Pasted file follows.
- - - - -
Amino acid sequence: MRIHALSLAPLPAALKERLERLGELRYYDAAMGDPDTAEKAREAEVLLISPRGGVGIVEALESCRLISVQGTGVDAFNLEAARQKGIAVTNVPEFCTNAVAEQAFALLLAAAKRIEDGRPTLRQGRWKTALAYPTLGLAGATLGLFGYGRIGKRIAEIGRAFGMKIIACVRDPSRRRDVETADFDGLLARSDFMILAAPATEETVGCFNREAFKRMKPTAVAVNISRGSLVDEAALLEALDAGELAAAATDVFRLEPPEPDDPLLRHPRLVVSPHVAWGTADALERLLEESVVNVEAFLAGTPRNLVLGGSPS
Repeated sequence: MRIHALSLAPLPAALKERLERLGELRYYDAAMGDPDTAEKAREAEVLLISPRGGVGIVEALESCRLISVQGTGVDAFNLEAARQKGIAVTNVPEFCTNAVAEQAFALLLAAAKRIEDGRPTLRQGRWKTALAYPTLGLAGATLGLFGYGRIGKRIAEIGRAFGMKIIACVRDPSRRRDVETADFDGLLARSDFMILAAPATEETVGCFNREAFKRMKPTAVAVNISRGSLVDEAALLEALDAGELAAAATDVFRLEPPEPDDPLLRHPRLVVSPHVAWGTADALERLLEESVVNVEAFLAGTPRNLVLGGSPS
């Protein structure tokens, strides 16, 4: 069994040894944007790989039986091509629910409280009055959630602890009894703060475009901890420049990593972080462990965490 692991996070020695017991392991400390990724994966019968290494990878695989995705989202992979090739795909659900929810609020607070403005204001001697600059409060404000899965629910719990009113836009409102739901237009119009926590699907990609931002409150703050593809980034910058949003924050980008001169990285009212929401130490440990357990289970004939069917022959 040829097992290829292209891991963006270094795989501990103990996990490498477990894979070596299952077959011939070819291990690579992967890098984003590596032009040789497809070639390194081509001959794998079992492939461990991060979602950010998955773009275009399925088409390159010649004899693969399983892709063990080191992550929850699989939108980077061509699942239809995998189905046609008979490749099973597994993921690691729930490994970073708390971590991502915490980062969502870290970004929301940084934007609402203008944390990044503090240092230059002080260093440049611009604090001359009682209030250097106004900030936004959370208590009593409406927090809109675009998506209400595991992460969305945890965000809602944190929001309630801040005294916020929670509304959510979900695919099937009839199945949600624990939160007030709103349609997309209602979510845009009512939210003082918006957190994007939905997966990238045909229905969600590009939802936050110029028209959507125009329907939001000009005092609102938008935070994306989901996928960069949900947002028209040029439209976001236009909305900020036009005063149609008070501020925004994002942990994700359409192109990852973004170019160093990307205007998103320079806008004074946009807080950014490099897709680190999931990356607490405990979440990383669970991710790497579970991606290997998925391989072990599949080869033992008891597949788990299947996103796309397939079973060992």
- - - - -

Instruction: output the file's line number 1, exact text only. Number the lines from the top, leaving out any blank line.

Amino acid sequence: MRIHALSLAPLPAALKERLERLGELRYYDAAMGDPDTAEKAREAEVLLISPRGGVGIVEALESCRLISVQGTGVDAFNLEAARQKGIAVTNVPEFCTNAVAEQAFALLLAAAKRIEDGRPTLRQGRWKTALAYPTLGLAGATLGLFGYGRIGKRIAEIGRAFGMKIIACVRDPSRRRDVETADFDGLLARSDFMILAAPATEETVGCFNREAFKRMKPTAVAVNISRGSLVDEAALLEALDAGELAAAATDVFRLEPPEPDDPLLRHPRLVVSPHVAWGTADALERLLEESVVNVEAFLAGTPRNLVLGGSPS